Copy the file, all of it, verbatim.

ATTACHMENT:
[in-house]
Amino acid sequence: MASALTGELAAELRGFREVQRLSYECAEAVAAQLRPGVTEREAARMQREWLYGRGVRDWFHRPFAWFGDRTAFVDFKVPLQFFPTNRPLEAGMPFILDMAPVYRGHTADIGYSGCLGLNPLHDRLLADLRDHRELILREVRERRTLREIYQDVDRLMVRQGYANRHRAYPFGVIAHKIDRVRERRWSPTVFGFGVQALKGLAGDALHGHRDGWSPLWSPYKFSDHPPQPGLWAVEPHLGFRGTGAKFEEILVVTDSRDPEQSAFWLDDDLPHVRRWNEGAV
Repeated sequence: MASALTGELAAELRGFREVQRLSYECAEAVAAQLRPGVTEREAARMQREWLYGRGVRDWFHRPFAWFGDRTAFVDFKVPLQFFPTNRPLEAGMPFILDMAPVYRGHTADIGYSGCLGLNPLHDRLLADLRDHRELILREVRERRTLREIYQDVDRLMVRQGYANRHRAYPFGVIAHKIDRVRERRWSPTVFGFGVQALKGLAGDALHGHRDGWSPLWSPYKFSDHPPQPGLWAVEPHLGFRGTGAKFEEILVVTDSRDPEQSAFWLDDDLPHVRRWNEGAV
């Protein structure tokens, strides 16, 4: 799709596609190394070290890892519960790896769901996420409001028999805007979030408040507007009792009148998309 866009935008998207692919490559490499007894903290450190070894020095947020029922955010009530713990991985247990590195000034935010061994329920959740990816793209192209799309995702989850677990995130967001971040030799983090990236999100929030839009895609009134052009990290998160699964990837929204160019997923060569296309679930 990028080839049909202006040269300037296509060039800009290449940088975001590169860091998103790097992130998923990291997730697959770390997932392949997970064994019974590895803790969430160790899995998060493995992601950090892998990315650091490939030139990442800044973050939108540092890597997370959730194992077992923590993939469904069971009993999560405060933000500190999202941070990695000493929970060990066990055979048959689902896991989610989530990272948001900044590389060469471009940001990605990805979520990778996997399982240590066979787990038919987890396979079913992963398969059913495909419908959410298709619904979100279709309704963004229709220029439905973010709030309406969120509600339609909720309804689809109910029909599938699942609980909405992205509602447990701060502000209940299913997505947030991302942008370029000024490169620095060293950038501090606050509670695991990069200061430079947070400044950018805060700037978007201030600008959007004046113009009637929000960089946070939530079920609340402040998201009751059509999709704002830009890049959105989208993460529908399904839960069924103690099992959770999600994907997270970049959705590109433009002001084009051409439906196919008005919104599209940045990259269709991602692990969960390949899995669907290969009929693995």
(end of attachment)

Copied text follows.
[in-house]
Amino acid sequence: MASALTGELAAELRGFREVQRLSYECAEAVAAQLRPGVTEREAARMQREWLYGRGVRDWFHRPFAWFGDRTAFVDFKVPLQFFPTNRPLEAGMPFILDMAPVYRGHTADIGYSGCLGLNPLHDRLLADLRDHRELILREVRERRTLREIYQDVDRLMVRQGYANRHRAYPFGVIAHKIDRVRERRWSPTVFGFGVQALKGLAGDALHGHRDGWSPLWSPYKFSDHPPQPGLWAVEPHLGFRGTGAKFEEILVVTDSRDPEQSAFWLDDDLPHVRRWNEGAV
Repeated sequence: MASALTGELAAELRGFREVQRLSYECAEAVAAQLRPGVTEREAARMQREWLYGRGVRDWFHRPFAWFGDRTAFVDFKVPLQFFPTNRPLEAGMPFILDMAPVYRGHTADIGYSGCLGLNPLHDRLLADLRDHRELILREVRERRTLREIYQDVDRLMVRQGYANRHRAYPFGVIAHKIDRVRERRWSPTVFGFGVQALKGLAGDALHGHRDGWSPLWSPYKFSDHPPQPGLWAVEPHLGFRGTGAKFEEILVVTDSRDPEQSAFWLDDDLPHVRRWNEGAV
């Protein structure tokens, strides 16, 4: 799709596609190394070290890892519960790896769901996420409001028999805007979030408040507007009792009148998309 866009935008998207692919490559490499007894903290450190070894020095947020029922955010009530713990991985247990590195000034935010061994329920959740990816793209192209799309995702989850677990995130967001971040030799983090990236999100929030839009895609009134052009990290998160699964990837929204160019997923060569296309679930 990028080839049909202006040269300037296509060039800009290449940088975001590169860091998103790097992130998923990291997730697959770390997932392949997970064994019974590895803790969430160790899995998060493995992601950090892998990315650091490939030139990442800044973050939108540092890597997370959730194992077992923590993939469904069971009993999560405060933000500190999202941070990695000493929970060990066990055979048959689902896991989610989530990272948001900044590389060469471009940001990605990805979520990778996997399982240590066979787990038919987890396979079913992963398969059913495909419908959410298709619904979100279709309704963004229709220029439905973010709030309406969120509600339609909720309804689809109910029909599938699942609980909405992205509602447990701060502000209940299913997505947030991302942008370029000024490169620095060293950038501090606050509670695991990069200061430079947070400044950018805060700037978007201030600008959007004046113009009637929000960089946070939530079920609340402040998201009751059509999709704002830009890049959105989208993460529908399904839960069924103690099992959770999600994907997270970049959705590109433009002001084009051409439906196919008005919104599209940045990259269709991602692990969960390949899995669907290969009929693995």